We were expected to die. And die politely. Because, god forbid, our bodies pile up outside of the Palace of Westminster or Chequers or Bond Street or anywhere else where it might accidentally puncture the collective delusion that everything was fine, or, worse yet, demonstrate the tangible consequences of the our leaders’ irresponsibility.
The temporary morgue was promptly whisked away as soon as Covid Was Over, and is another thing we don’t talk about. I still walk by that field. For a while, there was a big brown square, where the grass had died. In an uncharacteristically sensitive touch, the local council rewilded it with native flowers. There is no other plaque or marker.
Despite hundreds of thousands of Britons dying to Covid, there’s no official memorial anywhere. (There was a Commission, which made some recommendations, including, amongst other things, ‘coordinating a day of reflection’. These have since been ‘taken into consideration’.) Instead of acknowledging our loss, we had leaders declaring ‘Mission Accomplished’, with further celebrations following as each squiggly line returns to normal. We’re back in the office! Hooray!
The National Covid Memorial Wall is a guerilla effort. It features 220,000 hearts, each representing someone lost to Covid. It ‘stretches for 500 metres alongside the River Thames’, exactly opposite the Houses of Parliament:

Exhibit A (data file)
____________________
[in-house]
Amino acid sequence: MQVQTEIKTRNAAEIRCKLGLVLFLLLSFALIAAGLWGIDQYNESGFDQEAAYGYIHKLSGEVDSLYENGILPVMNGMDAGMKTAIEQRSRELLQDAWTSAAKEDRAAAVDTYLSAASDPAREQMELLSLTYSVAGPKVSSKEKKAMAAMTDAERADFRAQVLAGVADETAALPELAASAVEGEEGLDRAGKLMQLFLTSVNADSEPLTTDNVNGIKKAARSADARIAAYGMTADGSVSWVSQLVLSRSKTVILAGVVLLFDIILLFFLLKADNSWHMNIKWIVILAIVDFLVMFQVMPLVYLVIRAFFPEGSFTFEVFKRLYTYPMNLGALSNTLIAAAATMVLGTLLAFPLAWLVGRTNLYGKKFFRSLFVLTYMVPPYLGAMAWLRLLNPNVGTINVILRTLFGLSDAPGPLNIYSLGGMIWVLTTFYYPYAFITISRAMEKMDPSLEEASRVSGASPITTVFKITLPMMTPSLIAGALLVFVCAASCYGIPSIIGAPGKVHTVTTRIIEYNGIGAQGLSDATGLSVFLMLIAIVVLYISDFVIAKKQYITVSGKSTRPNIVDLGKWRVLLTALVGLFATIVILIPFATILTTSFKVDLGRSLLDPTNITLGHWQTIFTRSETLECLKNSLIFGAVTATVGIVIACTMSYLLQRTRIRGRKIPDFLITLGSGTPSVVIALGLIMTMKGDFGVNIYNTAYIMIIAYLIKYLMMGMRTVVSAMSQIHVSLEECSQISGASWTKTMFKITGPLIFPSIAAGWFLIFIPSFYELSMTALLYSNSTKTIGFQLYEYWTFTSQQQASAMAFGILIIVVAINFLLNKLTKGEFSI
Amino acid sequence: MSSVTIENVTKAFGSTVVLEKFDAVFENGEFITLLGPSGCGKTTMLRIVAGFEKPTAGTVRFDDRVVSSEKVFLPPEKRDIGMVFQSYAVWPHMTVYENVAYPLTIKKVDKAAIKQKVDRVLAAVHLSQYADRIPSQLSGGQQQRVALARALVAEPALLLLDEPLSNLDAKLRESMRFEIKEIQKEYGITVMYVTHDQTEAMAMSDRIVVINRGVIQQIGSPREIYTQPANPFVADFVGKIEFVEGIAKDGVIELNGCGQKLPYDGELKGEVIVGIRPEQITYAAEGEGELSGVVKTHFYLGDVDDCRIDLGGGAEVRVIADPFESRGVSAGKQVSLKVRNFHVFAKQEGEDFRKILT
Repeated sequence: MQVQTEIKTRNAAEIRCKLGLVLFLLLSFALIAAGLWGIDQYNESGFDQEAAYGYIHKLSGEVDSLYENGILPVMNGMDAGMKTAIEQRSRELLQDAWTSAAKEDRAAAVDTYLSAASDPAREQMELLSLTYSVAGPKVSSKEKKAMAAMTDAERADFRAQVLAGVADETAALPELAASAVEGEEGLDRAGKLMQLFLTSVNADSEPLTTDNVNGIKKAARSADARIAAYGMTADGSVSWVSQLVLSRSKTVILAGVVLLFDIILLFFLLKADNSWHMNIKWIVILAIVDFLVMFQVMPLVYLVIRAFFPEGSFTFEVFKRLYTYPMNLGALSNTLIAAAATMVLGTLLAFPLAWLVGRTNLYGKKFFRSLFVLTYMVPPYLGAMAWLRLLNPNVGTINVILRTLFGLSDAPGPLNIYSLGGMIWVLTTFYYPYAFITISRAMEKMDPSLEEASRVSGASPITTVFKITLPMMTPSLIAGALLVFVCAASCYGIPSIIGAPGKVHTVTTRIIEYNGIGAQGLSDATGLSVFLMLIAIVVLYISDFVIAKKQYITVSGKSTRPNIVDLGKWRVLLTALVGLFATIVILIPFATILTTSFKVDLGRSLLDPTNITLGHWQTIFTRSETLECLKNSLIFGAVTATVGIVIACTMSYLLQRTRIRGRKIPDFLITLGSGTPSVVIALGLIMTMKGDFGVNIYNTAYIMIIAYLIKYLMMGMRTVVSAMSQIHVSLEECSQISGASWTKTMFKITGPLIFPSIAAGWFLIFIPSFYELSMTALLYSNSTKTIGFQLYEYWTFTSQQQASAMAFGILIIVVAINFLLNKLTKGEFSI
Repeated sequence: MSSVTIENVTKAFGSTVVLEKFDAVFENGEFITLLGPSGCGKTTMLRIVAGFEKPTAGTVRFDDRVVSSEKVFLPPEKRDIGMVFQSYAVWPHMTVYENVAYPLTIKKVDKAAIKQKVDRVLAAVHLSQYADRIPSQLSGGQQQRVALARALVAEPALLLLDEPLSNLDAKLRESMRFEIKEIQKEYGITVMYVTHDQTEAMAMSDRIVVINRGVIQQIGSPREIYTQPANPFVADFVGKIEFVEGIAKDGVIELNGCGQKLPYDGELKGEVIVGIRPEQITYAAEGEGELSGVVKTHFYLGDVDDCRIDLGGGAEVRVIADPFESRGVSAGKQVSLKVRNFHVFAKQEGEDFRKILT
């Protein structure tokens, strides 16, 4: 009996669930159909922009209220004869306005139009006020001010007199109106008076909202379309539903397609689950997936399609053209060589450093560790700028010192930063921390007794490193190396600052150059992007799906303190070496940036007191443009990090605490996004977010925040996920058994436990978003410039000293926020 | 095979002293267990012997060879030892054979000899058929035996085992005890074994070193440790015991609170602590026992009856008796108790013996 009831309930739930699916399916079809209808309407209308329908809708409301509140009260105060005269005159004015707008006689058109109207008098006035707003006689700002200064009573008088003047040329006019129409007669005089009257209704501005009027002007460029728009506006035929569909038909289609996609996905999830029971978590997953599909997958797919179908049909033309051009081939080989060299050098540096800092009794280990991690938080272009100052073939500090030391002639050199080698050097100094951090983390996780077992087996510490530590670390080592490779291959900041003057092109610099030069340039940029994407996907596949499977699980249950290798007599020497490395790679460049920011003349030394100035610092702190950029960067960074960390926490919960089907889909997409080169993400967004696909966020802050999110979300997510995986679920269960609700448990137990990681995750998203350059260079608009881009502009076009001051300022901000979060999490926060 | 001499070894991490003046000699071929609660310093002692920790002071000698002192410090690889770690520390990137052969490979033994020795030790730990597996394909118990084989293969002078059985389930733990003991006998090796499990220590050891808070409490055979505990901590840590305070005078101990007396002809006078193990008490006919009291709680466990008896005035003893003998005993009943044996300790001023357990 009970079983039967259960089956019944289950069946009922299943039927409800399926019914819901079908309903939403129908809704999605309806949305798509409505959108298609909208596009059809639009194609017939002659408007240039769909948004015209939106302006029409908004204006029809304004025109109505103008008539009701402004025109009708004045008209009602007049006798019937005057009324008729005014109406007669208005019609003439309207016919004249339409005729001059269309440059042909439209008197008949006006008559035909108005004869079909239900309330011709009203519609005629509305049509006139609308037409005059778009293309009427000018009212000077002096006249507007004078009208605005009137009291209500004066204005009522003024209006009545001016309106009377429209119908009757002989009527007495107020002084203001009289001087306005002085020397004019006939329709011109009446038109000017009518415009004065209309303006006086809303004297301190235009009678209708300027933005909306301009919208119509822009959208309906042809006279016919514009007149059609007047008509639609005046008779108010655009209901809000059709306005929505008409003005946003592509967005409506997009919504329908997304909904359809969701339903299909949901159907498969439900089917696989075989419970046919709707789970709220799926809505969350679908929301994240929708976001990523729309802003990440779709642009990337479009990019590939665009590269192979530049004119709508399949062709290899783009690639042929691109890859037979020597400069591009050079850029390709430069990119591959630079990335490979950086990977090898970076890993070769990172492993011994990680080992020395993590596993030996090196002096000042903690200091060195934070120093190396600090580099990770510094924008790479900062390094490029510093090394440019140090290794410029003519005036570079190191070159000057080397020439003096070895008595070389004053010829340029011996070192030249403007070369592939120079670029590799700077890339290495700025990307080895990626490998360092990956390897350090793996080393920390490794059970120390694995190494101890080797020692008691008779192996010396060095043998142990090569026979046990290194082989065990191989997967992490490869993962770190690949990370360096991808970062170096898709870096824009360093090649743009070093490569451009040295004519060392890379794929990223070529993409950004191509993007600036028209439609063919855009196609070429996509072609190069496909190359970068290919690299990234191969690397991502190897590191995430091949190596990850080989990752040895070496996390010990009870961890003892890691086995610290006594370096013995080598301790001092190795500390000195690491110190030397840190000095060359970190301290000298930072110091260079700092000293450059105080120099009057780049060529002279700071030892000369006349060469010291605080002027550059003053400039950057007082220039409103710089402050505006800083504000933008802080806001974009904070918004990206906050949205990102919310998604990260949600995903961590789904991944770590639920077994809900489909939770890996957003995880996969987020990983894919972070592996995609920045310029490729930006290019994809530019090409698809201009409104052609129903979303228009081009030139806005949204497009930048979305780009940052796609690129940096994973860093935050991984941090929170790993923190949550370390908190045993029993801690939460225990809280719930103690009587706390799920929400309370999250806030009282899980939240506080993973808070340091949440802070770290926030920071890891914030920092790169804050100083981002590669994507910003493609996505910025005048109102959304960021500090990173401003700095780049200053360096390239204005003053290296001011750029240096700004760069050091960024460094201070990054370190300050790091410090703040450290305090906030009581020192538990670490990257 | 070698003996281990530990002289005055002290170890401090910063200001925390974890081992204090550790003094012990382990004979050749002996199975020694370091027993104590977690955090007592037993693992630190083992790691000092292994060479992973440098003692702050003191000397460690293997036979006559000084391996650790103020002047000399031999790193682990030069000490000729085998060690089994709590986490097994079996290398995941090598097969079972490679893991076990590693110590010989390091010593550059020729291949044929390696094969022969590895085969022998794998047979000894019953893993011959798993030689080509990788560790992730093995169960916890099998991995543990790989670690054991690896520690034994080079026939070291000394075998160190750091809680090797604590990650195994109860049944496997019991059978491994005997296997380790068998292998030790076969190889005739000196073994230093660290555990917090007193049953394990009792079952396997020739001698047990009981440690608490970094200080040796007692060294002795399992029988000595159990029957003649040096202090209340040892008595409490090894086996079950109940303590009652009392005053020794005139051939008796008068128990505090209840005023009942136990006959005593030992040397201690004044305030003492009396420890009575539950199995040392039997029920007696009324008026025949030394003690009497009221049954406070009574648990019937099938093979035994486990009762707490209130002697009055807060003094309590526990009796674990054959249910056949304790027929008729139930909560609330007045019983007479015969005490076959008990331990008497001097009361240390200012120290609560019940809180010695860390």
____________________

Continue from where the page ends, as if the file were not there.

We are so resilient that grieving families have to tack hearts to a wall outside Parliament. This is not a stiff upper lip, it is collective trauma.
What’s perhaps worst of all is that I feel apologetic for writing all this. Covid, as a conversational topic, is unpleasant. I’m also painfully conscious that so many people suffered so much more, and, yet, here I am, grousing about the trauma of unwanted architecture. But that’s also why it is important that I say something. It was horrible, and we shouldn’t forget it. The people we trusted to take care of us: they let us down very, very badly. I don’t want to wallow in or lionise our suffering, but what we went through shouldn’t be hustled away and buried out of sight.
As a result, I have a macabre fascination with the Covid Inquiry. It exists as a space where we can watch people talk about that thing that we don’t talk about. It is triggering as a spectator sport. The leading minds of the country are all taken their turn, alternatively exculpating themselves while censuring everyone else. It is reality television at its finest. Pandemic as pornography, with a celebrity cast.